What went wrong in the Kraken’s inaugural campaign
Every NHL season brings several storylines.
From talking about if the Tampa Bay Lightning win three straight Stanley Cups to can the Philadelphia Flyers bounce back after last season, these storylines always make for exciting seasons.
Arguably the biggest question for this season however was very simple.
How will the Seattle Kraken do in their inaugural campaign?
Spoiler alert: It did not go well.
The Seattle Kraken officially became the 32nd NHL team and finished their inaugural season with a 25-44-6 record which placed them in last place in the Pacific division.
That addition to the NHL came four years after the last expansion team, the Vegas Golden Knights, took over the hockey world and went on an unprecedented run to the Stanley Cup Finals.
Despite being ultimately defeated by the Washington Capitals in the finals, that first season became the norm for the Golden Knights franchise as they have made the playoffs in each season of their existence and are still in contention to make it again this year.
That kind of run would’ve been almost impossible to repeat.
Even though the expansion draft was set up the same way for the Kraken as it was for the Golden Knights, the Kraken took a slightly different approach come draft day to set them up for the future.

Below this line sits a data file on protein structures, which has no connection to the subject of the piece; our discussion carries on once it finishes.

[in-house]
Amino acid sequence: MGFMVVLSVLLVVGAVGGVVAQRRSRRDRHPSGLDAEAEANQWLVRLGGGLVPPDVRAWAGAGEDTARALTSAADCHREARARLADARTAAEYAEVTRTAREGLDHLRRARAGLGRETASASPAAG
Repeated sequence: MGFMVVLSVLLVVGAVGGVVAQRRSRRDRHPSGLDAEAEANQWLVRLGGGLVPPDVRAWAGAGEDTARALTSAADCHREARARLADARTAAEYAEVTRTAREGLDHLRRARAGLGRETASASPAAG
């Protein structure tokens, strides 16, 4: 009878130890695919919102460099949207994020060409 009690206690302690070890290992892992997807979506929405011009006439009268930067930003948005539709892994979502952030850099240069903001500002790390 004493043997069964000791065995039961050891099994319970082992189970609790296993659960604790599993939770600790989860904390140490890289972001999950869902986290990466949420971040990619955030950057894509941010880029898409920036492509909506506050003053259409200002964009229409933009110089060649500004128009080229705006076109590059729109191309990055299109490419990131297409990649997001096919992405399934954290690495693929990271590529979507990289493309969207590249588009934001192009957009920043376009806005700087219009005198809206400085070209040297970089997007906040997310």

The Kraken didn’t go for brand names even with guys like Carey Price and Vladimir Tarasenko available for the taking which would’ve hurt in the short term but instead left them with a ton of cap space for the future.
That cap space to go along with the debut of the team's top draft pick in Matty Beniers should help make the Kraken competitive in future seasons but one thing they did not focus on during the expansion draft was focus on expanding their draft capital.
When the Golden Knights were crafting a competitive roster from the jump, they were able to do so while also collecting several draft picks from opposing teams to prevent the Golden Knights from taking some of their players.
The Golden Knights made 10 trades during the expansion draft and collected two first-round picks in the process but not a single trade was made following the Kraken’s expansion draft.
Whether that was due to opposing GM’s learning from last time or by choice of Kraken GM Ron Francis, the Kraken is still in a great spot moving forward.
Even before the season started, everyone knew that following up on the impossible standard the Golden Knights created was going to be just that: impossible.
While it may not be this season, maybe sometime shortly the Kraken can create some memorable storylines as they look to create their legacy and follow their path to get there.
Logan Bourandas is a third-year majoring in broadcast journalism. To contact him, email firstname.lastname@example.org.